There is the question few are really asking. Does China really want to slow the economy or do they need it to continue at this feverish pace in order to fund the many government programs? They have built bridges to nowhere and highways to nowhere just to keep citizens working. They have built entire master planned cities that sit unoccupied because nobody can afford to live there. Google "China vacant cities" and you will see what I mean. New Ordos City is one of those. Video of Ordos Pictures of other cities It was built from the ground up over the last five years with complete infrastructure, homes, apartments, office buildings, parks, museums, schools, etc for one million people. The city is vacant and almost completely uninhabited. The problem is cost. A new city for one million built from the ground up is an expensive proposition. Many want to live there but the cost of the homes and apartments is far more than most citizens can afford. With no activity in the city there is no economy to support shopkeepers, stores or even citizens. You can't run down to the corner to buy bread if there are no functioning stores. The city and dozens of others like it were built as stimulus projects to keep unemployment low and reduce crime. Those workers have now moved on to other projects funded by a seemingly bottomless pit of government money. In China the term "build it and they will come" has proven false.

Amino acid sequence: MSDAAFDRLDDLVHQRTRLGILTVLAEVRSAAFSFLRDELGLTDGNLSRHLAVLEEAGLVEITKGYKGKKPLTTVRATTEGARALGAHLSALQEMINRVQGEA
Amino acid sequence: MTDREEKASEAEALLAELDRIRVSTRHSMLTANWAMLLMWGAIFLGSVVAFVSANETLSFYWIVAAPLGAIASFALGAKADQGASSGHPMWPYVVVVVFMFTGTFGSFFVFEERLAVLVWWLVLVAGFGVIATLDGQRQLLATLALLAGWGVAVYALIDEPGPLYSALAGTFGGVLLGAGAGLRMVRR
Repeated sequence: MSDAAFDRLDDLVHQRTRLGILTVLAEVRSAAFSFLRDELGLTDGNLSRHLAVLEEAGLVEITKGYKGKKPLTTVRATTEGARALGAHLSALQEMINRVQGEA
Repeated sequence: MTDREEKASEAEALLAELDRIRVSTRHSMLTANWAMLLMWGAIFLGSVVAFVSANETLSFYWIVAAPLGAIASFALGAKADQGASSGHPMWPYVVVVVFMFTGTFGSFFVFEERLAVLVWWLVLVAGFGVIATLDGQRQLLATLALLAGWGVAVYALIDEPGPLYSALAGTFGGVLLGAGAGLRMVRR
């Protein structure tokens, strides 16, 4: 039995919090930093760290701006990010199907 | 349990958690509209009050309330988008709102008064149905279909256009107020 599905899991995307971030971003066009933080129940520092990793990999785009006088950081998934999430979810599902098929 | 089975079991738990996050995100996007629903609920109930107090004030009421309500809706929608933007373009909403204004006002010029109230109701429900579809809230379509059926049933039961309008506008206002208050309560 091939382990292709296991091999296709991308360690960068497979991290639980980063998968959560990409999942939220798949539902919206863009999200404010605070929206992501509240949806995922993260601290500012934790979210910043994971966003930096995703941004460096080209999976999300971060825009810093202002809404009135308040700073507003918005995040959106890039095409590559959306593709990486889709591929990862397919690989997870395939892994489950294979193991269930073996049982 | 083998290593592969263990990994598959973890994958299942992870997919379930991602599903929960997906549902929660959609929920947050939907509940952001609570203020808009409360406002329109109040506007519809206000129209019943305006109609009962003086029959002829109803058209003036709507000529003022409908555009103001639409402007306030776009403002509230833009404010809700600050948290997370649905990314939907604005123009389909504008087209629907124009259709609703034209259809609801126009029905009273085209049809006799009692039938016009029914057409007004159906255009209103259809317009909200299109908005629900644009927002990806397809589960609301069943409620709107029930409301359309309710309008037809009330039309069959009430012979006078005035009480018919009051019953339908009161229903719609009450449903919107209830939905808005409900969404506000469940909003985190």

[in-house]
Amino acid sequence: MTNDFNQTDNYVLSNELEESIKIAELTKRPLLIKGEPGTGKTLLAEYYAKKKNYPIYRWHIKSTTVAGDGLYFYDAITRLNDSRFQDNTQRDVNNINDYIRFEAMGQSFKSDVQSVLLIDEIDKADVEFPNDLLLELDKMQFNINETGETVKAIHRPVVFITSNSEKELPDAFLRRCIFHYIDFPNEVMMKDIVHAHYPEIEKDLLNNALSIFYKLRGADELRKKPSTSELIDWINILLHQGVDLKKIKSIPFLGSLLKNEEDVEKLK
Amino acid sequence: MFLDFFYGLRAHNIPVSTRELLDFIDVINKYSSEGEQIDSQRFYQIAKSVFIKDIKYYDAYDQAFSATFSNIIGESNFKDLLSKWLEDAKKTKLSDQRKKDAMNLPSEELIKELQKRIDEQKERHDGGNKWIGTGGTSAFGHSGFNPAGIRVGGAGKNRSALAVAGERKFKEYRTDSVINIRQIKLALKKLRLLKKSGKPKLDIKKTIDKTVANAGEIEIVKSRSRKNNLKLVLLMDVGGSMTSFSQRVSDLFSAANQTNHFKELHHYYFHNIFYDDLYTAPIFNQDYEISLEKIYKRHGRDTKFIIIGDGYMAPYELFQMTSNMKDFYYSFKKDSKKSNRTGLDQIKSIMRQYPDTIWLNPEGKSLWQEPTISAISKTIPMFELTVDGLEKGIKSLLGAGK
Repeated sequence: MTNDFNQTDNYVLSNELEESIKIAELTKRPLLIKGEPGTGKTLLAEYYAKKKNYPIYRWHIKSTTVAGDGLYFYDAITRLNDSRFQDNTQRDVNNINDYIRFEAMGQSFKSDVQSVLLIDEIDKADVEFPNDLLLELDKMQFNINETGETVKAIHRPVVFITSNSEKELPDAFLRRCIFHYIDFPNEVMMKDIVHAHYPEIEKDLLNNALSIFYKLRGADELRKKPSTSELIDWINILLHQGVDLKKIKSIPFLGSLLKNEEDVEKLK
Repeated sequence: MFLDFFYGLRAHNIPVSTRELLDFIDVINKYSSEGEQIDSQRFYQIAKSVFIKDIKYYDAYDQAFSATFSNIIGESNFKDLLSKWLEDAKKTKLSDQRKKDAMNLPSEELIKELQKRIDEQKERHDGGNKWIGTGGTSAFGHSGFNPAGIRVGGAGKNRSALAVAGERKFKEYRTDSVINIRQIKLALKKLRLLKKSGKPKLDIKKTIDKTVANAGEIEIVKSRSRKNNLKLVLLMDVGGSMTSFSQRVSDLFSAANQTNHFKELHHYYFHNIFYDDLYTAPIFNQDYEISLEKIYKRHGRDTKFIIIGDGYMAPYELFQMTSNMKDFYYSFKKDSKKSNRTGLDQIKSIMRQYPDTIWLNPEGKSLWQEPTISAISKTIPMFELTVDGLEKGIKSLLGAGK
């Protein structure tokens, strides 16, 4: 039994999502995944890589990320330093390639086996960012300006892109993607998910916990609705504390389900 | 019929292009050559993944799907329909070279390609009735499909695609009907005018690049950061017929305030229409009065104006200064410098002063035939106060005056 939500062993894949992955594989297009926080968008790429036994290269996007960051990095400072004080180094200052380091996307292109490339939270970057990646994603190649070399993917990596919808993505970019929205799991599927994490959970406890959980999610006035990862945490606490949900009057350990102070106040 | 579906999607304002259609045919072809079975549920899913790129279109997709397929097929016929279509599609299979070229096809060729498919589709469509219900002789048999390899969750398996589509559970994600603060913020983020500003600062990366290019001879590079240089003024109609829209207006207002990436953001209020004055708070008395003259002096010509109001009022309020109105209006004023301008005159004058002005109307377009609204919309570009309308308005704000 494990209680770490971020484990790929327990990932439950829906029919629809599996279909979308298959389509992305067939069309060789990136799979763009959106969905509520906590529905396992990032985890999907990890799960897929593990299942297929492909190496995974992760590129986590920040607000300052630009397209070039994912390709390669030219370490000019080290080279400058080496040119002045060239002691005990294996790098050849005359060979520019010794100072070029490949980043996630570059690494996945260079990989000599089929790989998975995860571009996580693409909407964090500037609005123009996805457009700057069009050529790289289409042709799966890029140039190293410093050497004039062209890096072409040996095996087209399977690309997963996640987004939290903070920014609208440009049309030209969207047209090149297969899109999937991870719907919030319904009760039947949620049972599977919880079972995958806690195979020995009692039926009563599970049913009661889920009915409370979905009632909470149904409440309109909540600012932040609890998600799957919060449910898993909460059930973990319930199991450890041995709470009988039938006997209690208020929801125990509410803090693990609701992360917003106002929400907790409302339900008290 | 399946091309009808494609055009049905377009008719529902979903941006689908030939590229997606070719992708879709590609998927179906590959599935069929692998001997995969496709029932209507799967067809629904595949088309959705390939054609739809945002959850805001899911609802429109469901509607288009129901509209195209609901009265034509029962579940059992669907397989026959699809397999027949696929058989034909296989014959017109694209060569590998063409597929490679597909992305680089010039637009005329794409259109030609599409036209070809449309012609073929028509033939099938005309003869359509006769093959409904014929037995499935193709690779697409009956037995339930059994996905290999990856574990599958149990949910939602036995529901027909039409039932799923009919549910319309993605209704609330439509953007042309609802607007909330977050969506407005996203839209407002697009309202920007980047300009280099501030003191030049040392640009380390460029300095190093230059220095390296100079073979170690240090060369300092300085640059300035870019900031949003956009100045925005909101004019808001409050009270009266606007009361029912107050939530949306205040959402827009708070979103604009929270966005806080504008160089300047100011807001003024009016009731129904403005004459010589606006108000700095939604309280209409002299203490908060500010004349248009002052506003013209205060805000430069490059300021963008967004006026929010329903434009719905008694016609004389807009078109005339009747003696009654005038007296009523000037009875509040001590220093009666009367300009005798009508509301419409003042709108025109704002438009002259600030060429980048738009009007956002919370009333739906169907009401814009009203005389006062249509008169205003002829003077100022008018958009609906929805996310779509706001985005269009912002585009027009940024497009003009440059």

I believe China is unhappy with the high inflation but they need to inflate at a higher than normal rate in order to raise the living standards and keep unemployment low. With 1.3 billion people you can't afford to have a high unemployment rate. Unemployed workers cause crime, civil disobedience and political unrest.

China has to continue building to survive. This has inflated their GDP for years and going back to "normal" un-stimulated growth could actually be very destructive.

As far as oil demand is concerned I seriously doubt investors have anything to worry about from China. As long as the building continues, oil demand will continue. As long as they produce 1.2 million new vehicles a month, oil demand will continue. As long as China continues to upgrade the standard of living for 1.3 billion people, oil demand will continue.